The Grapes of Wrath Chapter 26 Summary

Instructor: Catherine Smith

Catherine has taught History, Literature, and Latin at the university level and holds a PhD in Education.

Chapter 26 of ''The Grapes of Wrath'' has the Joads leaving the government camps to move north, where they hope to find work. But things do not go as planned, and Tom is involved in a serious fight in which Casy dies and Tom murders a man.

Leaving the Government Camp

Although the government camp has been the nicest place they have lived, the Joads decide that it's time to move on. While the government camp has warm water, flushing toilets, and supportive friends, Ma points out that what they really need is food. Rose of Sharon is due to give birth soon, and no one has had enough to eat in a long time. Since there is no work nearby, there is no way to justify continuing to stay at this camp. So the Joads once again get on the road to look for work, this time to the north, where they have at least heard rumors of jobs.

Changing Roles

In the latter half of The Grapes of Wrath, Ma more and more frequently takes on a leadership role in the Joad family, largely because the men have been beaten down by their unsuccessful searches for work. Pa typically responds in anger when she asserts herself in making decisions, but Ma explains to Tom in this chapter that this is a good thing, and in fact why she continues to goad Pa: 'Take a man, he can get worried an' worried, an' it eats out his liver, an' purty soon he'll jus' lay down and die with his heart et out. But if you can take an' make 'im mad, why, he'll be alright.' This tactic of Ma's continues to appear through to the end of the book.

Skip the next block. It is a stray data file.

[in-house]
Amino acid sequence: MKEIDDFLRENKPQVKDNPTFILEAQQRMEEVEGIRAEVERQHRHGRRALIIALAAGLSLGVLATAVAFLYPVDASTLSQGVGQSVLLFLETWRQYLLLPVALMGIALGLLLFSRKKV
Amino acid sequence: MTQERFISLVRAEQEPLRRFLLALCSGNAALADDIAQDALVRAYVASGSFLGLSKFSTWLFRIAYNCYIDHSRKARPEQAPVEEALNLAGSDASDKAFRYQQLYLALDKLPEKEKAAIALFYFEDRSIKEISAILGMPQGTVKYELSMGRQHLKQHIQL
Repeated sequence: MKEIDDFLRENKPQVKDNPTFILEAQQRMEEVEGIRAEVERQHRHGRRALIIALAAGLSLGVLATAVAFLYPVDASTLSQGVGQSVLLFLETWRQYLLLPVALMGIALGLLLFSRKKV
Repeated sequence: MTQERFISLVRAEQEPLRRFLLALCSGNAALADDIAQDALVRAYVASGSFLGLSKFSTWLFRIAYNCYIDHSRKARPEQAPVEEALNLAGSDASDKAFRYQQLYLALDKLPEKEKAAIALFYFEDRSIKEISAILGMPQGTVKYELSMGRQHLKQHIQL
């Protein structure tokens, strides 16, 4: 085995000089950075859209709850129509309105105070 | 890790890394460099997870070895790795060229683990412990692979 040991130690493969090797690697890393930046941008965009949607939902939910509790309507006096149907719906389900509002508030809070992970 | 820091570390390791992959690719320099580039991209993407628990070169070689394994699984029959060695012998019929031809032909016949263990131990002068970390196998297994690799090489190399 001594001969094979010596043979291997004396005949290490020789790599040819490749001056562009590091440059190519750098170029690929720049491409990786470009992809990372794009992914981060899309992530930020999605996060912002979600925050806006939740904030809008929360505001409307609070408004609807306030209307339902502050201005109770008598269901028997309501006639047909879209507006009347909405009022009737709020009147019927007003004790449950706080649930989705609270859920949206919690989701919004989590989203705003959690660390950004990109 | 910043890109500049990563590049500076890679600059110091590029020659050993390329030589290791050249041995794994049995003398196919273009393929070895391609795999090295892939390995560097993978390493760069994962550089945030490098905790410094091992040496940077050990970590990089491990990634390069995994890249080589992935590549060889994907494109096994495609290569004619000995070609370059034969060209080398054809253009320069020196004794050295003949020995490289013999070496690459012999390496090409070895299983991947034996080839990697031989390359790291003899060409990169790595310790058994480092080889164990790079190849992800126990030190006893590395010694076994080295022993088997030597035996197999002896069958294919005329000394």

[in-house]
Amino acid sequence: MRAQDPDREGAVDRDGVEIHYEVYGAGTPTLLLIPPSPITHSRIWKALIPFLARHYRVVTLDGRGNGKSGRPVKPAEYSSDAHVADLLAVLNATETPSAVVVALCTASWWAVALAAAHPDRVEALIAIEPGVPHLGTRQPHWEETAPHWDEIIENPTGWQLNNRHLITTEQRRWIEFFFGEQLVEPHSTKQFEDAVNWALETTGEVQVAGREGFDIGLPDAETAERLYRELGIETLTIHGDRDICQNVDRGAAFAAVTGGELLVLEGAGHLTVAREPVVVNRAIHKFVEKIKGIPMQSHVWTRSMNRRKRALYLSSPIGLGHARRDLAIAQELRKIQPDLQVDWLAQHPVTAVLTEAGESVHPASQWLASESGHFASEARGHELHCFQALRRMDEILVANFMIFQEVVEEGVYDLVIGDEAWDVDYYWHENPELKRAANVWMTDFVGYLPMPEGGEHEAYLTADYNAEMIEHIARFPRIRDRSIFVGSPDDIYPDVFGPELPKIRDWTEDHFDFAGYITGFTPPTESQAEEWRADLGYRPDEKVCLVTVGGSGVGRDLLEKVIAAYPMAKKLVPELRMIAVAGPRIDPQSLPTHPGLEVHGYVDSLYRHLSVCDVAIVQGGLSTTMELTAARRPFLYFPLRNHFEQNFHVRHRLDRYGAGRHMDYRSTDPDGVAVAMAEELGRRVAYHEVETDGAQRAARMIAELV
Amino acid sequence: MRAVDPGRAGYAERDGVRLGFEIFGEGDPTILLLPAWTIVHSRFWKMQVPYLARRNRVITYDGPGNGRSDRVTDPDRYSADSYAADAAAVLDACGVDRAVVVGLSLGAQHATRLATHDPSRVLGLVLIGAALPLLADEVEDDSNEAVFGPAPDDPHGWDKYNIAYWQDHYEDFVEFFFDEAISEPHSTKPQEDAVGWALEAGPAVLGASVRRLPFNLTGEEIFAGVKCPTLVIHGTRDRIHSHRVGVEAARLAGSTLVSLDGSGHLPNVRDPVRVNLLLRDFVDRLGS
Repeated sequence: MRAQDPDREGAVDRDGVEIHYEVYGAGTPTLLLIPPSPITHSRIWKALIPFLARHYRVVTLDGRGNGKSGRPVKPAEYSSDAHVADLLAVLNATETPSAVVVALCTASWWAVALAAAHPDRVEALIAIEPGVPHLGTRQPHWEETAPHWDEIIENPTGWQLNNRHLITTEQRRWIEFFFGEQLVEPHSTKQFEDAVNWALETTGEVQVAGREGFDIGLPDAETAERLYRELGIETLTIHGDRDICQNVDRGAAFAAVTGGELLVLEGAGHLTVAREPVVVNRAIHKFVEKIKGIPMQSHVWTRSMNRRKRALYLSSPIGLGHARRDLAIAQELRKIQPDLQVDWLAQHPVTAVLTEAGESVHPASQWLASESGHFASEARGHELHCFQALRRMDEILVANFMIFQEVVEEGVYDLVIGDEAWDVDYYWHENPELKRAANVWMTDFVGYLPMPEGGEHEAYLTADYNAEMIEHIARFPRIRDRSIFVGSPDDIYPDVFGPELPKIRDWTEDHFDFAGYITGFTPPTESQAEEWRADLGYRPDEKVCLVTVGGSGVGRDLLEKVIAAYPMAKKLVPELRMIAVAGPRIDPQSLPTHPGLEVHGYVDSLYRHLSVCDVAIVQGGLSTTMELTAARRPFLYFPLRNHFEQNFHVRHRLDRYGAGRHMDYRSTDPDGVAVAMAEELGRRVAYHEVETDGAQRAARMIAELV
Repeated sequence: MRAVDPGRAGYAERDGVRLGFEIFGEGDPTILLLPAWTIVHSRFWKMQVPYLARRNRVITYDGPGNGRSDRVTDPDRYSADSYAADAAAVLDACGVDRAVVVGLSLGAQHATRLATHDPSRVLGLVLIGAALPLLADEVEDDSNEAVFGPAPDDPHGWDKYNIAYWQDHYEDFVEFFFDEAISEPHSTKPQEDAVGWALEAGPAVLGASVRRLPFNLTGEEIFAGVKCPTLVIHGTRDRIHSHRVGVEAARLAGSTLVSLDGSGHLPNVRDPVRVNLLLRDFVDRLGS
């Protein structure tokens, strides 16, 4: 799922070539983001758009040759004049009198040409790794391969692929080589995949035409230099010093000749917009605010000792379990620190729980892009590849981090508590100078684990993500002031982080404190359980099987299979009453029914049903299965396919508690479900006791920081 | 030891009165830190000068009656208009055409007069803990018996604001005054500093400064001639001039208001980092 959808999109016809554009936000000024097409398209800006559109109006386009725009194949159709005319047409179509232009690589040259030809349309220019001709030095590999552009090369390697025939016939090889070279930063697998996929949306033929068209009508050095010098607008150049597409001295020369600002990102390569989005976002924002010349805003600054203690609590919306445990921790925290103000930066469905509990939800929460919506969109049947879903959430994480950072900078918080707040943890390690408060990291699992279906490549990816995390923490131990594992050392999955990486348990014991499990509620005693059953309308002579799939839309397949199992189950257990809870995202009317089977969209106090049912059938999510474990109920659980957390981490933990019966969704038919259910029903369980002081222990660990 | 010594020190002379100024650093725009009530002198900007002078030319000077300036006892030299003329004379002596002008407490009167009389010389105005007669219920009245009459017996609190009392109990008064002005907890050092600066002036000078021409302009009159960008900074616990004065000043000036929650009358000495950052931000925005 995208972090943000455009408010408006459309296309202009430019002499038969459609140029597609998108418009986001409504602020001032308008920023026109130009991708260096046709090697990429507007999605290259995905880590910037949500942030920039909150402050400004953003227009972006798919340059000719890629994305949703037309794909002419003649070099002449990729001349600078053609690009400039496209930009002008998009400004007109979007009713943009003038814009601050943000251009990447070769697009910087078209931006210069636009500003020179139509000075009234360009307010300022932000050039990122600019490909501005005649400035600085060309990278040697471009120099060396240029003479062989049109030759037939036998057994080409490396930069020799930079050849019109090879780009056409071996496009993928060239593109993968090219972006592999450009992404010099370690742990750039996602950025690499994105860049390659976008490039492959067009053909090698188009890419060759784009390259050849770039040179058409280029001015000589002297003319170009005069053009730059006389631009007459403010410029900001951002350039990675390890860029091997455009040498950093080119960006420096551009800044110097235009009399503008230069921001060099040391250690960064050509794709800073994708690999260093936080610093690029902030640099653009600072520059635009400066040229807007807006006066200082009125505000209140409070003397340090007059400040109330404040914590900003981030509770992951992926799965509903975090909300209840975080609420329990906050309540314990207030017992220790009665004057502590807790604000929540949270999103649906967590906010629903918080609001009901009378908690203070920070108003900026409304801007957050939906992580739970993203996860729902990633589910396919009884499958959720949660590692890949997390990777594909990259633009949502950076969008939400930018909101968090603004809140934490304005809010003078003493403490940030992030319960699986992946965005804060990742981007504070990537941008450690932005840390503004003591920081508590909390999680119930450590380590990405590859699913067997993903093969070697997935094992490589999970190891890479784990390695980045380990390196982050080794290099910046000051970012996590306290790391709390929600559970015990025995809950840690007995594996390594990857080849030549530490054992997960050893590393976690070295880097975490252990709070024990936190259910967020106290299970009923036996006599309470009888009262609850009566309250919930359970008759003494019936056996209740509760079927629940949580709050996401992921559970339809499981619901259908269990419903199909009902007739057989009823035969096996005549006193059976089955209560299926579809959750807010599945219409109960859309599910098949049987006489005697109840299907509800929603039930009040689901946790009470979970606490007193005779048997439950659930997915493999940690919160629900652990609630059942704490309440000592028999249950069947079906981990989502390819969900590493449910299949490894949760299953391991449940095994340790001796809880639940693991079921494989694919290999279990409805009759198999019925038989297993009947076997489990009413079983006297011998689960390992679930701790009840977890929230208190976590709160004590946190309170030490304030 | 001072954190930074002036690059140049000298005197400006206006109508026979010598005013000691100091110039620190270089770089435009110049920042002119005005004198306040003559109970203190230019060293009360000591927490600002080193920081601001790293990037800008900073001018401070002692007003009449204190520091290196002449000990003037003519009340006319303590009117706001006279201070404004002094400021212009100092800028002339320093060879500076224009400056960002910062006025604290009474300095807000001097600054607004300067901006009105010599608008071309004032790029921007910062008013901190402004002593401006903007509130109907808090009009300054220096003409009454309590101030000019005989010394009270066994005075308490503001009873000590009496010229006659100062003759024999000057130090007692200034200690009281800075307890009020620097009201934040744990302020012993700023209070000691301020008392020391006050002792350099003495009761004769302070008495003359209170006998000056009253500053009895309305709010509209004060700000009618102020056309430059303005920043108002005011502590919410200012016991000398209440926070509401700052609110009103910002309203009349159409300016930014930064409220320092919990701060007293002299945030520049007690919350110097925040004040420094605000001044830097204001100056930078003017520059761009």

Final Talks in Camp

Before they leave the camp, Tom chats with some of the others that live there, and an important point is made about why the deputies don't hassle workers who live in this type of camp: 'All we got to do is give a yell an' they's two hunderd men out. Fella organizin' for the union was a-talkin' out on the road. He says we could do that any place. Jus' stick together.' This is important foreshadowing for the latter half of Chapter 26.

Finding Work

On the way north, the Joads' car gets a flat tire, and when they pull over to fix it, a smartly dressed man stops to talk to them. He asks if they're looking for work, and gives them directions to where, he guarantees them, there will be plenty of work available. The Joads follow the directions he gives them, and daydream along the way of how nice it will be to find a home, have enough to eat, and finally get settled. Unfortunately, this is not at all how things play out. As soon as they arrive at their destination, they are hurried along into the camp, where they are discouraged from interacting with anyone and from asking questions. It is clear that there is some sort of conflict going on outside the camp, but the Joads are not able to find out what it is about. Still, in spite of the fact that their cabin is small, dirty, and smelly, they at least have found work.

Picking Peaches

The Joads manage to collect enough peaches on the first day to eat a decent meal; still not quite enough food to satisfy everyone, but at least they have some meat. Ma does not appreciate the obnoxious manner of the clerk in the grocery store, but she realizes that he feels ashamed of himself for selling overpriced groceries to others in his social class, and copes with his embarrassment by making jokes. In the end, the clerk lends Ma ten cents of his own money so that she can afford all the groceries she needs. It occurs to Ma that poor people tend to help in times of crisis, while wealthy people do not.

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